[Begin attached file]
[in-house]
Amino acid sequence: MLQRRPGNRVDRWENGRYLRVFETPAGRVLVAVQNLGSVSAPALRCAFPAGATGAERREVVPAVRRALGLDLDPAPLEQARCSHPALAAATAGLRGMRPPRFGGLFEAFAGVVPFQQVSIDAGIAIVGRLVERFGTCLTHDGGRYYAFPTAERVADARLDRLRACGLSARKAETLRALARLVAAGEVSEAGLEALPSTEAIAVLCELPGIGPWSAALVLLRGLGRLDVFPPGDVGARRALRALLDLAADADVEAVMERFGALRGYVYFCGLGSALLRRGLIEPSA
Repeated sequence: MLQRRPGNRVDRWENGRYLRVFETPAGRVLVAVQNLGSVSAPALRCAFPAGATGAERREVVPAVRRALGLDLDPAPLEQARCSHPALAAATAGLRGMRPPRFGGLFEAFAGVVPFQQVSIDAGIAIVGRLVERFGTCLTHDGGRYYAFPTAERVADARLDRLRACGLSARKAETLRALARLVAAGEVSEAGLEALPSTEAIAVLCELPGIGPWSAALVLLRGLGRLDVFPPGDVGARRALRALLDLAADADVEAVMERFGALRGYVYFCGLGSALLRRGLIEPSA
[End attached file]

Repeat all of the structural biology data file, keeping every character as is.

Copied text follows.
[in-house]
Amino acid sequence: MLQRRPGNRVDRWENGRYLRVFETPAGRVLVAVQNLGSVSAPALRCAFPAGATGAERREVVPAVRRALGLDLDPAPLEQARCSHPALAAATAGLRGMRPPRFGGLFEAFAGVVPFQQVSIDAGIAIVGRLVERFGTCLTHDGGRYYAFPTAERVADARLDRLRACGLSARKAETLRALARLVAAGEVSEAGLEALPSTEAIAVLCELPGIGPWSAALVLLRGLGRLDVFPPGDVGARRALRALLDLAADADVEAVMERFGALRGYVYFCGLGSALLRRGLIEPSA
Repeated sequence: MLQRRPGNRVDRWENGRYLRVFETPAGRVLVAVQNLGSVSAPALRCAFPAGATGAERREVVPAVRRALGLDLDPAPLEQARCSHPALAAATAGLRGMRPPRFGGLFEAFAGVVPFQQVSIDAGIAIVGRLVERFGTCLTHDGGRYYAFPTAERVADARLDRLRACGLSARKAETLRALARLVAAGEVSEAGLEALPSTEAIAVLCELPGIGPWSAALVLLRGLGRLDVFPPGDVGARRALRALLDLAADADVEAVMERFGALRGYVYFCGLGSALLRRGLIEPSA